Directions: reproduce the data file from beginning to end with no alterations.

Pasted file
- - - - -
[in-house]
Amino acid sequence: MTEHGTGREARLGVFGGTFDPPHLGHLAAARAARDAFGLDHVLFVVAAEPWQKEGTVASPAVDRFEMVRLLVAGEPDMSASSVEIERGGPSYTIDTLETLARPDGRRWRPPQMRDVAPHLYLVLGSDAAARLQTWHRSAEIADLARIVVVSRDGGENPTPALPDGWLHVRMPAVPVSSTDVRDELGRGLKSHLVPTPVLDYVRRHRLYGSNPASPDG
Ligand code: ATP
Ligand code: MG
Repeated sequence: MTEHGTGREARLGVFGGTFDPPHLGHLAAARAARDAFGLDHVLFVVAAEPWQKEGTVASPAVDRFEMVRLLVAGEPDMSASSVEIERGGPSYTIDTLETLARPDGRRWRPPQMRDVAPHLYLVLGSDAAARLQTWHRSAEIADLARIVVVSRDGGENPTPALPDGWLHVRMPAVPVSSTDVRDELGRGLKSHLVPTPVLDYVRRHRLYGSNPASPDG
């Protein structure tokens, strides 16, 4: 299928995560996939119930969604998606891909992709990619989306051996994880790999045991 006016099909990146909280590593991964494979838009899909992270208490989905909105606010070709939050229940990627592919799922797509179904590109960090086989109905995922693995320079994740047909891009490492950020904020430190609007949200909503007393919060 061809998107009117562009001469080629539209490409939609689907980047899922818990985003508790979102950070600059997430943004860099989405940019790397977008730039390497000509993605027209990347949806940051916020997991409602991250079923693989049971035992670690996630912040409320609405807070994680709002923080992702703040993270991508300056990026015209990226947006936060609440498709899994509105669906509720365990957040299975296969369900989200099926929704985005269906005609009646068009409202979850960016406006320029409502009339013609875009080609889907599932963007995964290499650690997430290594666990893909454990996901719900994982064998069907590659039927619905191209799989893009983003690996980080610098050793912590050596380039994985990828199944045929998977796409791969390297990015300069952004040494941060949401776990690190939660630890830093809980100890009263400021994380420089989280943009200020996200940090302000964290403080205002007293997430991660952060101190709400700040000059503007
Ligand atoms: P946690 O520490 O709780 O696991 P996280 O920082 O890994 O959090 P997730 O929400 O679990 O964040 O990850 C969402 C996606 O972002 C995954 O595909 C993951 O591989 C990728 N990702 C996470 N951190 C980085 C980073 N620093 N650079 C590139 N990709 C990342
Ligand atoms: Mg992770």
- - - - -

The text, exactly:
[in-house]
Amino acid sequence: MTEHGTGREARLGVFGGTFDPPHLGHLAAARAARDAFGLDHVLFVVAAEPWQKEGTVASPAVDRFEMVRLLVAGEPDMSASSVEIERGGPSYTIDTLETLARPDGRRWRPPQMRDVAPHLYLVLGSDAAARLQTWHRSAEIADLARIVVVSRDGGENPTPALPDGWLHVRMPAVPVSSTDVRDELGRGLKSHLVPTPVLDYVRRHRLYGSNPASPDG
Ligand code: ATP
Ligand code: MG
Repeated sequence: MTEHGTGREARLGVFGGTFDPPHLGHLAAARAARDAFGLDHVLFVVAAEPWQKEGTVASPAVDRFEMVRLLVAGEPDMSASSVEIERGGPSYTIDTLETLARPDGRRWRPPQMRDVAPHLYLVLGSDAAARLQTWHRSAEIADLARIVVVSRDGGENPTPALPDGWLHVRMPAVPVSSTDVRDELGRGLKSHLVPTPVLDYVRRHRLYGSNPASPDG
């Protein structure tokens, strides 16, 4: 299928995560996939119930969604998606891909992709990619989306051996994880790999045991 006016099909990146909280590593991964494979838009899909992270208490989905909105606010070709939050229940990627592919799922797509179904590109960090086989109905995922693995320079994740047909891009490492950020904020430190609007949200909503007393919060 061809998107009117562009001469080629539209490409939609689907980047899922818990985003508790979102950070600059997430943004860099989405940019790397977008730039390497000509993605027209990347949806940051916020997991409602991250079923693989049971035992670690996630912040409320609405807070994680709002923080992702703040993270991508300056990026015209990226947006936060609440498709899994509105669906509720365990957040299975296969369900989200099926929704985005269906005609009646068009409202979850960016406006320029409502009339013609875009080609889907599932963007995964290499650690997430290594666990893909454990996901719900994982064998069907590659039927619905191209799989893009983003690996980080610098050793912590050596380039994985990828199944045929998977796409791969390297990015300069952004040494941060949401776990690190939660630890830093809980100890009263400021994380420089989280943009200020996200940090302000964290403080205002007293997430991660952060101190709400700040000059503007
Ligand atoms: P946690 O520490 O709780 O696991 P996280 O920082 O890994 O959090 P997730 O929400 O679990 O964040 O990850 C969402 C996606 O972002 C995954 O595909 C993951 O591989 C990728 N990702 C996470 N951190 C980085 C980073 N620093 N650079 C590139 N990709 C990342
Ligand atoms: Mg992770």